Community Health Promotion Initiatives … Term Paper
Pages: 10 (2869 words) | Style: APA | Sources: 12
Community Health Promotion Proposal
The objective of this study is propose a community health initiative. This will be accomplished by reviewing priorities for health promotion stated by Healthy People 2020.
The work of Navarro et al. (2007) entitled "Charting the Future of Community Health Promotion: Recommendations From the National Expert Panel on Community Health Promotion" published by the Centers for Disease Control and Prevention reports "In the decades since chronic illnesses replaced infectious diseases as the leading causes of death, public health researchers, particularly those in the field of health promotion and chronic disease prevention, have shifted their focus from the individual to the community in recognition that community-level changes will foster and sustain individual behavior change." (p. 1) It is stated that the National Center for Chronic Disease Prevention and Health Promotion and the Division of Adult and Community Health "invited an external panel of experts to participate in the National Expert Panel on Community Health Promotion" in order to identify methods that these problems could be addressed at the local and national levels. (Navarro et al., 2007, p. 1) Community health promotion is such that "emphasizes the social, cultural, and environmental contexts that shape health status and works through collaborative partnerships to improve the health of a population within a defined geographic area. Community-based participatory strategies, such as community organization and mobilization, bring to bear shared values and experiences of community members, who are viewed as having the best knowledge of and perspective on improving the health of their community. The community is regarded as an influential determinant of health, and community members are involved in all aspects of public health research, interventions, and evaluations." (Navarro et al., 2007, p. 1) It is reported that the largest challenge that presents to public health leaders is the emphasis of the "important role of long-term community health promotion in addressing the social and environmental determinants of health in an atmosphere that demands evidence of health impact and return on investment." (Navarro et al., 2007, p. 1)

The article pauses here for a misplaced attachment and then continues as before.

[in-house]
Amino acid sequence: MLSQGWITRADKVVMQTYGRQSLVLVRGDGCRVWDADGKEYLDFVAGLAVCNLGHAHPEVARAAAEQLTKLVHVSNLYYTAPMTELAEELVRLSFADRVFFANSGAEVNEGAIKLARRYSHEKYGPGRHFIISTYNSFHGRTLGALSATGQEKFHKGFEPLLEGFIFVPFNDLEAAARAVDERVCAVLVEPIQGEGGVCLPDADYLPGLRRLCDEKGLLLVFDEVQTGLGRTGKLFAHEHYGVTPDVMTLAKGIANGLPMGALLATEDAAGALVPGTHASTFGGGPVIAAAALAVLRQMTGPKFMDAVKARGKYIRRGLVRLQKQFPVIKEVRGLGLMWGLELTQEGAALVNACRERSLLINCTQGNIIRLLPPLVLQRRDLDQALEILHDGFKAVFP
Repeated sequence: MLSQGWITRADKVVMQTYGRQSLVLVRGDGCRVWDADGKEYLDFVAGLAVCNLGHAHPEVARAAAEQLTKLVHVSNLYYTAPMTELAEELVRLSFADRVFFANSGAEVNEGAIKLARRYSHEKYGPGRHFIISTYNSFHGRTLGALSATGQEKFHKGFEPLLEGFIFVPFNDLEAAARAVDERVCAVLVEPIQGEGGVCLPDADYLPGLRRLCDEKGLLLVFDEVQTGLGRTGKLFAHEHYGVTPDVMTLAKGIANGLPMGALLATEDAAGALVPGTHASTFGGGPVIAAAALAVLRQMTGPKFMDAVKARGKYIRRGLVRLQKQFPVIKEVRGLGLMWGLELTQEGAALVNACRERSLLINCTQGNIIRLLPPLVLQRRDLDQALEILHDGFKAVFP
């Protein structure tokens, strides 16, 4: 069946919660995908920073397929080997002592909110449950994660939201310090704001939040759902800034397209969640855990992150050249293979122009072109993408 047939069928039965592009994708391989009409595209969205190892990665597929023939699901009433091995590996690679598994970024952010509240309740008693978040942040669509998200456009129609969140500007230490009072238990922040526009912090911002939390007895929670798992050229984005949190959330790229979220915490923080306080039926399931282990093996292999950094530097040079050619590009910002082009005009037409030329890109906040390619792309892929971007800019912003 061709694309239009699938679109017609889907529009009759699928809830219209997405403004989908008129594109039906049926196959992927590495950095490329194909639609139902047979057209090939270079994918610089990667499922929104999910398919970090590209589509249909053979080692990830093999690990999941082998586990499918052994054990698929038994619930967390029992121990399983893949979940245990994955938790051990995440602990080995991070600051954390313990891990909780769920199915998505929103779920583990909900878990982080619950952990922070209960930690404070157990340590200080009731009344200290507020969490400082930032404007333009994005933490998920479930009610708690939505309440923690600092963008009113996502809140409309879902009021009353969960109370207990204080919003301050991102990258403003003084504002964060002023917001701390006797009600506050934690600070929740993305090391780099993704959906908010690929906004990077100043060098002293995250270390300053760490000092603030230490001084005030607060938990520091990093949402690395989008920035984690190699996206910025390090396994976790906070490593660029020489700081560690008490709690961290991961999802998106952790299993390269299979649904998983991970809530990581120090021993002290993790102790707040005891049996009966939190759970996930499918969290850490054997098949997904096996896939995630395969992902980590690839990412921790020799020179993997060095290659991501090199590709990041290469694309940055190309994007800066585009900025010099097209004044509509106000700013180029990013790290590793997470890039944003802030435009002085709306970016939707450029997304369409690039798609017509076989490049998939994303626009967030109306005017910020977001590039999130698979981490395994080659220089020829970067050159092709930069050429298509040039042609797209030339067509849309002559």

Findings stated by the expert panel include that "ecological models have been useful in furthering community health promotion efforts, particularly as they relate to environmental influences on health status and behavior. In addition, the panel acknowledged CDC's valuable role in validating effective practices of community health promotion and supporting community-based participatory research and public health surveillance. The panel also affirmed CDC's role in disseminating public health knowledge across communities and serving as the voice among federal agencies for community health promotion." (Navarro et al., 2007, p. 1)
The expert panel is reported to have noted that "… even the best operational measures of the socioecological approach missed critical opportunities for change, including mental health and wellness, spirituality, and complementary and alternative medicine; access to care; political and economic contexts of decisions; race, racism, and discrimination; cultural beliefs and values as risk factors and protective factors; and elements of community efficacy, such as social capital and community competencies. The panel reported the need for an ecological approach to be sufficiently flexible to allow community choices based on available resources and local realities. Additionally, future approaches should facilitate discussions on power relationships, the political process, chronic social stressors (e.g., poverty), acute situations (e.g., hurricanes), and the engagement of nontraditional partners." (Navarro et al., 2007, p. 1)